Students - residence rights
Affected by Brexit?
On 1 January 2021, the rules for EU citizens living in or moving to the UK will change. The same applies to UK nationals living in or moving to an EU country.
I have permanent residence in the UK/EU or will acquire it during the transition period
In principle, you and your family members will continue to have permanent residence in your host country. This includes non‑EU family members. In the UK, you must however apply to the EU settlement scheme to be granted a new residence status. In the EU, check with your host country’s authorities as soon as possible if it is mandatory to apply for a new residence status.
I reside in the UK/EU but am not yet entitled to permanent residence
In principle, you and your family members will continue to keep your current residence in your host country. This includes non‑EU family members. In the UK, you must however apply to the EU settlement scheme to be granted a new residence status. In the EU, check with your host country’s authorities as soon as possible if it is mandatory to apply for a new residence status.
I want to move to the UK/EU
You and your family members may move to the UK or to an EU country under the current EU rules until 31 December 2020. This includes non‑EU family members. In the UK, you must then apply to the EU settlement scheme. In the EU, check with your host country’s authorities whether you have to register and if it is mandatory to apply for a new residence status.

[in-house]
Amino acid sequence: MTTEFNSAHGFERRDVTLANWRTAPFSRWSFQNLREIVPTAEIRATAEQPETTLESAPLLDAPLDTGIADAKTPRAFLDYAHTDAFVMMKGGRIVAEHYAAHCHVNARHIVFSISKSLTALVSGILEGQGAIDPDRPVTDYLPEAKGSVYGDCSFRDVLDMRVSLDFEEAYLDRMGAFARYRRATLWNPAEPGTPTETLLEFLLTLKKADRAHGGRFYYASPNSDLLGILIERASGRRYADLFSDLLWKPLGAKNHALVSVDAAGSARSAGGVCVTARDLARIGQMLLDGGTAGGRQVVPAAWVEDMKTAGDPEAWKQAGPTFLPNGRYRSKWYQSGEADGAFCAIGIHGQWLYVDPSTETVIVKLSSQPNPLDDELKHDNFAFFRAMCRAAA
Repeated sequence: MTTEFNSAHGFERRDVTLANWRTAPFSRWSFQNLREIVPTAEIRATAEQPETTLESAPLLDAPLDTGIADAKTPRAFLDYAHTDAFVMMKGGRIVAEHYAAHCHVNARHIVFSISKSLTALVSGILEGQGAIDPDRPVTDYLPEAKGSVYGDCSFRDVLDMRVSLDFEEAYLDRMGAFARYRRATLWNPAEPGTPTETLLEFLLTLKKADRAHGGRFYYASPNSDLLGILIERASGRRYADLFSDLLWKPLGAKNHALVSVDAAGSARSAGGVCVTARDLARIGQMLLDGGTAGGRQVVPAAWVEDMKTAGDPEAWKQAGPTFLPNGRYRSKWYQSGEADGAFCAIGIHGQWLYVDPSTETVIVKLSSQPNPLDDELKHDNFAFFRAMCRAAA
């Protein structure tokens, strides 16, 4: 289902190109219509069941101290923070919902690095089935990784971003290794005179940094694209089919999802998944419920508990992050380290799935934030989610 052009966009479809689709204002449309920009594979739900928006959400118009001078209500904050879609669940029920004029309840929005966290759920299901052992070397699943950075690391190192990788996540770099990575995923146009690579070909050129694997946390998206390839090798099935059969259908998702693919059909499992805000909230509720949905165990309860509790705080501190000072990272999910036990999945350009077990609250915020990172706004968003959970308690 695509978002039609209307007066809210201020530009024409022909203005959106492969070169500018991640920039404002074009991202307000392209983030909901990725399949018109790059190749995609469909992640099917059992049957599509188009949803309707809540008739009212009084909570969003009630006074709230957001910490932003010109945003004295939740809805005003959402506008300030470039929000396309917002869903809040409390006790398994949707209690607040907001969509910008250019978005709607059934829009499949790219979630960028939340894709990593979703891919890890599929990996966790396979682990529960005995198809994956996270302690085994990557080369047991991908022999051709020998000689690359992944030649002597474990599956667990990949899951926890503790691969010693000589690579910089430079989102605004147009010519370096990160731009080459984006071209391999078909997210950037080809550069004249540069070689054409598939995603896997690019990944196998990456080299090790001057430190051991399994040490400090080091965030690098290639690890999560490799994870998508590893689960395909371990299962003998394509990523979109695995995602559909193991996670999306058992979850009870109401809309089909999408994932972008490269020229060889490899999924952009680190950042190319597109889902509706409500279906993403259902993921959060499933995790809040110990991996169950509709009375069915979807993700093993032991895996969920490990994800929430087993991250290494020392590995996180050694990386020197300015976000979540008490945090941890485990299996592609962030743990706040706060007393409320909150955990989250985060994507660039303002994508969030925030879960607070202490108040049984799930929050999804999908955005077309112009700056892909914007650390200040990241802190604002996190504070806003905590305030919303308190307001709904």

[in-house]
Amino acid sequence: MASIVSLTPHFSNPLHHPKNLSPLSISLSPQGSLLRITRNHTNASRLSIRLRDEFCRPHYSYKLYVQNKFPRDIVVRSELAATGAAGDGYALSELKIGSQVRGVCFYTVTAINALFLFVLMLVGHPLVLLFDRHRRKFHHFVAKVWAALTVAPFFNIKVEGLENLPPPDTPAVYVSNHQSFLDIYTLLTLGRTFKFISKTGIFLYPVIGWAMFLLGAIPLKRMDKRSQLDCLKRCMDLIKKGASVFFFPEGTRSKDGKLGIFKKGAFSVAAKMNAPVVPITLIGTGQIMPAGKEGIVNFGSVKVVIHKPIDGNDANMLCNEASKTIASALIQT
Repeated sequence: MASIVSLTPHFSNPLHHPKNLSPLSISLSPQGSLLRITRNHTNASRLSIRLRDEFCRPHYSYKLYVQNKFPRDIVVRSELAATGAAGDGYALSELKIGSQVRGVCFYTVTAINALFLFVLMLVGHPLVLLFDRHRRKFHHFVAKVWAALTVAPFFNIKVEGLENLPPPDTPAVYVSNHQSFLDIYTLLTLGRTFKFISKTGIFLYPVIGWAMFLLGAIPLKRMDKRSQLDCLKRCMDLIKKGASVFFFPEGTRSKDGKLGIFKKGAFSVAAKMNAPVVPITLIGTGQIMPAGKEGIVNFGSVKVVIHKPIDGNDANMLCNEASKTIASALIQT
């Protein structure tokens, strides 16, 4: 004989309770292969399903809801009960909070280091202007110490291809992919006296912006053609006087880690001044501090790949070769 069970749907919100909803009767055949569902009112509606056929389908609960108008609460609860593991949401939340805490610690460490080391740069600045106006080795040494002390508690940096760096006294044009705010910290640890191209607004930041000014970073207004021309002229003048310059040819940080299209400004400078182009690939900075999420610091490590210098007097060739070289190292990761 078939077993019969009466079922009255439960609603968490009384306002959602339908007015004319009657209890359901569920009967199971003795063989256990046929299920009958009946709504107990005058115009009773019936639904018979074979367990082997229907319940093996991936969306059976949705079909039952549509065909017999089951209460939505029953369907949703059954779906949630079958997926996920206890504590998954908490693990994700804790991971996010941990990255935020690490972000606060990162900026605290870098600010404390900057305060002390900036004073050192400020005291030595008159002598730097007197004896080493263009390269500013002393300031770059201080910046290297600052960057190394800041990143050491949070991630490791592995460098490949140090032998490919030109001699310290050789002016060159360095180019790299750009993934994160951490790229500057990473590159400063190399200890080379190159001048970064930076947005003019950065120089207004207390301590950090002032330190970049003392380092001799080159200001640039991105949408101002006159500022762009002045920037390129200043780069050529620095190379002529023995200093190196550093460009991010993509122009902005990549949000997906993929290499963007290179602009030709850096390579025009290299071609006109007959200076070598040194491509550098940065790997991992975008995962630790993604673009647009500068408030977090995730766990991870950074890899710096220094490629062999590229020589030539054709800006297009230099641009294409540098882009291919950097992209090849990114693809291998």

I want to go to the UK/EU for a short stay
I need help
If you think that your rights under EU law are not being respected, contact our assistance services.
You have the right to live in the EU country where you are studying for the duration of your studies if you:
- are enrolled in an approved educational establishment
- have sufficient income, from any source, to live without needing income support
- have comprehensive health insurance cover there.
National authorities may not require your income to be above the level that would qualify you for basic income support.
You could lose your right to stay in the country if you finish your studies and cannot prove you are working or have sufficient resources to support yourself.
Reporting your presence and registering your residence
During the first 3 months of your stay, your host country cannot require you to register your residence. You can do so if you wish.
After 3 months, your host country may require you to register your residence with local authorities, to show that you meet the conditions to stay as a student and obtain a document confirming your right to stay.
You will need:
- proof of enrolment at an approved educational establishment
- proof of comprehensive health insurance
- declaration that you have sufficient resources to support yourself without needing income support: resources may come from any source
You don't need to provide other documents.
Can you be requested to leave or be deported?
You may live in the other EU country as long as you continue to meet the conditions for residence. If you no longer meet these requirements, the national authorities may require you to leave.
In exceptional cases, your host country can deport you on grounds of public policy or public security - but only if it can prove you represent a serious threat.
The deportation decision or the request to leave must be given to you in writing. It must state the reasons for your deportation and specify how you can appeal and by when.
If you have lived legally, meeting the conditions to stay in another EU country, for a continuous period of 5 years you automatically acquire the right of permanent residence there. This means that you can stay in the country as long as you want.
Your continuity of residence is not affected by:
- temporary absences (less than 6 months per year)
- longer absences for compulsory military service
- one absence of 12 consecutive months, for important reasons such as pregnancy and childbirth, serious illness, work, vocational training or a posting to another country
You can lose your right to permanent residence if you live outside the country for more than 2 consecutive years.